A CHINESE man has been ordered to pay his ex-wife more than €6,300 for years of housework, which, according to a landmark ruling in a recent divorce case, counts as unpaid work.
The decision has sparked furious debate throughout China, where it has no doubt left some people bewildered, overjoyed, or annoyed, depending on who you ask.
Under the country’s controversial new civil code, which came into force this year, divorcing spouses are entitled to request compensation if they bore more (unpaid) responsibilities at home than their partner.
Wang, the plaintiff in the case, told the Beijing court that during five years of marriage she "looked after the child and managed household chores, while (her husband) Chen did not care about or participate in any other household affairs besides going to work".
Making use of the new legal tools at her disposal, Wang submitted a claim for extra compensation for housework and childcare duties, according to a 4 February court statement.
The court ruled that Wang had played a greater domestic role than her husband and should therefore receive 50,000 yuan (€6,370), sole child custody, and an additional 2,000 yuan in child support each month.
Despite this ruling, Wang was adamant – after originally requesting 160,000 yuan (€20,000) – that her time was worth more than the court had offered her, and so she has appealed.
In addition to its historic significance, the ruling sparked a lively and widespread online debate over the value of women's unpaid domestic labour.
The hashtag "stay-at-home wife receives 50,000 yuan housework compensation" is currently trending on Weibo, the Chinese equivalent to Twitter.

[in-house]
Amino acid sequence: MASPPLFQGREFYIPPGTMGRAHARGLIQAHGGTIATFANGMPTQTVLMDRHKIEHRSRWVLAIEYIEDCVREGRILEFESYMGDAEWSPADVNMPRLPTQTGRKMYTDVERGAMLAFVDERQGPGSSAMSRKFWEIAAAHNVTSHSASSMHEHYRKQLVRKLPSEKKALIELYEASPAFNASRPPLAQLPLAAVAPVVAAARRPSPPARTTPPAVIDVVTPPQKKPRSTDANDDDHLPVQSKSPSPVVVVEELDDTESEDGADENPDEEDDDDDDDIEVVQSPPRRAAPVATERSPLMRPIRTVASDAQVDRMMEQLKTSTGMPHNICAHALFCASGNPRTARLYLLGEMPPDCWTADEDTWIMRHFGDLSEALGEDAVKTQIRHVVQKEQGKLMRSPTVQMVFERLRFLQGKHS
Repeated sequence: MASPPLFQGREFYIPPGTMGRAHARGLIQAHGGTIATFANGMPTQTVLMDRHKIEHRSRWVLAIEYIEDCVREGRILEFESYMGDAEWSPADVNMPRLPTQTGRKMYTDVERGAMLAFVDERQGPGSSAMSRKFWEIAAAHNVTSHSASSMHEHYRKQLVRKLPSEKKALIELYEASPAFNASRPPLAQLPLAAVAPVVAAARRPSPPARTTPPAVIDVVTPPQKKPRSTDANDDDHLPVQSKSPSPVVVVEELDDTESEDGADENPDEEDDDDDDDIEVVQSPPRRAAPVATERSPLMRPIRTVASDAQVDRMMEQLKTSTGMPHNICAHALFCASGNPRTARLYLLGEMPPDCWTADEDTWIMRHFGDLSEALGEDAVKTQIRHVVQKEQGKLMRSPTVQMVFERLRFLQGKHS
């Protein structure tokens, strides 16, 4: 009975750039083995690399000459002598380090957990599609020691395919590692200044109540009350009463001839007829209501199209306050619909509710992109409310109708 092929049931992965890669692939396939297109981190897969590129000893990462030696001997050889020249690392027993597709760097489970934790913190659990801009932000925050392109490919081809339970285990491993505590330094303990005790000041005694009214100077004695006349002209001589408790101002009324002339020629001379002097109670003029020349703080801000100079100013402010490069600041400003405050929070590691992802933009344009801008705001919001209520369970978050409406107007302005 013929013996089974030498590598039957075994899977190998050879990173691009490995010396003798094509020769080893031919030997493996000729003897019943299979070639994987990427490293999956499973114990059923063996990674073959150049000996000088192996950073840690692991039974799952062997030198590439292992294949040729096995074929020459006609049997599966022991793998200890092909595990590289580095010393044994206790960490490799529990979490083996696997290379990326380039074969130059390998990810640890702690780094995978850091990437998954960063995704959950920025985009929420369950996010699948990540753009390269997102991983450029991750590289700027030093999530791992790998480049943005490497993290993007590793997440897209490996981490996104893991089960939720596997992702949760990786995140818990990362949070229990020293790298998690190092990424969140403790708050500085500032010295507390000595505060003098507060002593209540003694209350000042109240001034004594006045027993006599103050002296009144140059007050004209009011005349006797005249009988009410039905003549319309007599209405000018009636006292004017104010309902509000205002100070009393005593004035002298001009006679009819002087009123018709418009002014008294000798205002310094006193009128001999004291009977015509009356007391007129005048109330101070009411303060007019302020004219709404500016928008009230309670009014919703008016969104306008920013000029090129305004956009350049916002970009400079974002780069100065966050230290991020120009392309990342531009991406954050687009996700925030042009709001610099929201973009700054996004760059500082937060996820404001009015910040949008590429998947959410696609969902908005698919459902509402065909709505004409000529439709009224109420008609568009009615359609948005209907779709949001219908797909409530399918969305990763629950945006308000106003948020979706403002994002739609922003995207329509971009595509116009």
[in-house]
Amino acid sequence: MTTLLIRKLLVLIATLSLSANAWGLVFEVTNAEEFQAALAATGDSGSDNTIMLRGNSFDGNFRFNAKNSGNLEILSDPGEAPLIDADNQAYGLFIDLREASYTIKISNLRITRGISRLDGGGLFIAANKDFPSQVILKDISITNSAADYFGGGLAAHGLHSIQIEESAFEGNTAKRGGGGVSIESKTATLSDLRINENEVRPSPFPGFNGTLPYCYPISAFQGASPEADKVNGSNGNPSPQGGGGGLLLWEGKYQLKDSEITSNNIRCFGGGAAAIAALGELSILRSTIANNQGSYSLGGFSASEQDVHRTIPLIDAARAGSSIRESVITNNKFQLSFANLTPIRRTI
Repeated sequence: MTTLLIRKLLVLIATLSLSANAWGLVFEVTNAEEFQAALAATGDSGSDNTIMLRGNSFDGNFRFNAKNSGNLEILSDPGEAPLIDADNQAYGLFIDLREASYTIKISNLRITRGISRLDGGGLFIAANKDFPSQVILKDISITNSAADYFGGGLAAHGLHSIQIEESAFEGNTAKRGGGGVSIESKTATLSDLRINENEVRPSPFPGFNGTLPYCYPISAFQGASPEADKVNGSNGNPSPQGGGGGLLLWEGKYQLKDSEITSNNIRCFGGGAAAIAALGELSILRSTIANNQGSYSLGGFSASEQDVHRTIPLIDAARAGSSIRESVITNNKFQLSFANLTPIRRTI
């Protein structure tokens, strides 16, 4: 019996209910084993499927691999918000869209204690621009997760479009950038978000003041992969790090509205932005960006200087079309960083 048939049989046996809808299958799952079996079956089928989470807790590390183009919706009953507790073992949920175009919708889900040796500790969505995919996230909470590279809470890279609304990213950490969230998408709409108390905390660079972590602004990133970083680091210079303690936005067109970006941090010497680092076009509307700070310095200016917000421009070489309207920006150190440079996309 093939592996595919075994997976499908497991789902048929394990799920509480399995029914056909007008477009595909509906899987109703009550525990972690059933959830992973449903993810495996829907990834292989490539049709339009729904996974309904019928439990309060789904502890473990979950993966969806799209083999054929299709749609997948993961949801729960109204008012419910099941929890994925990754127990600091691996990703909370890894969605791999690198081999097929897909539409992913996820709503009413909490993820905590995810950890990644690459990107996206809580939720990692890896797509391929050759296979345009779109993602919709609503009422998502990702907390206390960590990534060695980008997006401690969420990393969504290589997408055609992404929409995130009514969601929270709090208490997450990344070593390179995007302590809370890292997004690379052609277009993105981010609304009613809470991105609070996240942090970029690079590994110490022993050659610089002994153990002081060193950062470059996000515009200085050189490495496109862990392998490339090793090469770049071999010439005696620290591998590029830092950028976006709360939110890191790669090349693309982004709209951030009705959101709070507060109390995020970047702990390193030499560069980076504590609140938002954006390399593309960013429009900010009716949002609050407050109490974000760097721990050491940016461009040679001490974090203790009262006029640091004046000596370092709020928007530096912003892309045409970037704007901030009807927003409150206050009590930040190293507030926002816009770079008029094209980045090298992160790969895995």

"Women should never be stay-at-home wives ... when you divorce, you are left with nothing whatsoever. 50,000 yuan in housework compensation is rubbish," one user opined.
"A full-time nanny could cost more than this for half a year, are women's youth and feelings this cheap?" another wrote.
The financial sum reflected the length of the couple’s marriage plus "the effort Wang put into housework, Chen's income and the local cost of living," according one of the judges quoted in local media.
The Organisation for Economic Co-operation and Development (OECD) estimates that Chinese women spend almost four hours doing unpaid labour per day – on average, 2.5 times that of men.
Similar statistics can be found in Ireland, where a 2019 study found that 45 per cent of women, as opposed to 29 per cent of men, provide regular unpaid care to children and elder adults.
The new legislation reflects the faltering status of marriage in China more broadly. Breakups have become more commonplace over the past two decades as divorce laws were liberalised and women attained more financial independence.
This breakdown in marital relations has left some in the Chinese Communist Party nervous, as the country attempts to boost birth rates to mitigate the effects of its ageing population.